Normal calcium level is 9-11 mq/L. When calcium levels in the blood are above 11, it is called Hypercalcemia. Calcium is required for a number of functions in the body such as bone formation, muscle contraction, nerve conduction, clotting of blood, and the release of hormones.
Calcium is mainly stored in bones. Body calcium is regulated by parathyroid hormone and calcitonin. When calcium levels are low, parathyroid hormone levels is increased. Parathyroid hormone increases the release of calcium from bones and increases the absorption of calcium from the intestines. It also decreases the calcium excretion by the kidneys. Calcitonin is another hormone, produced by the thyroid gland. When calcium levels are elevated, calcitonin levels is released and by negative feedback, calcium levels are lowered by preventing further release of calcium from bones. In Hypercalcemia, this control is thrown off balance.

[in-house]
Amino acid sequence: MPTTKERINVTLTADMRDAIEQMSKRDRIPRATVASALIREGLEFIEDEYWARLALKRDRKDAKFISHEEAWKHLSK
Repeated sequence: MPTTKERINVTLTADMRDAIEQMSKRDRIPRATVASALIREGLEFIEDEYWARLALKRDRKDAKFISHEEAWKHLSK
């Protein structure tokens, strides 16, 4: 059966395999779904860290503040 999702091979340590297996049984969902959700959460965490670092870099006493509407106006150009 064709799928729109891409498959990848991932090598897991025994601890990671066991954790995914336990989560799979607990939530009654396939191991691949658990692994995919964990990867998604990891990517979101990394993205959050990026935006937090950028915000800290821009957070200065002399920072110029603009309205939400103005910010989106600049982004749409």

1. overactive parathyroid gland
2. cancer- breast, lung, and bone metastasis
3. other diseases which cause tissue injury such as TB and sarcoidosis
4. medications such as lithium and thiazide diuretics
1. Loss of appetite
2. excessive thirst
3. frequent urination
4. nausea, and vomiting
6. abdominal pains
7. muscle weakness
8. joint pains
9. confusion and lethargy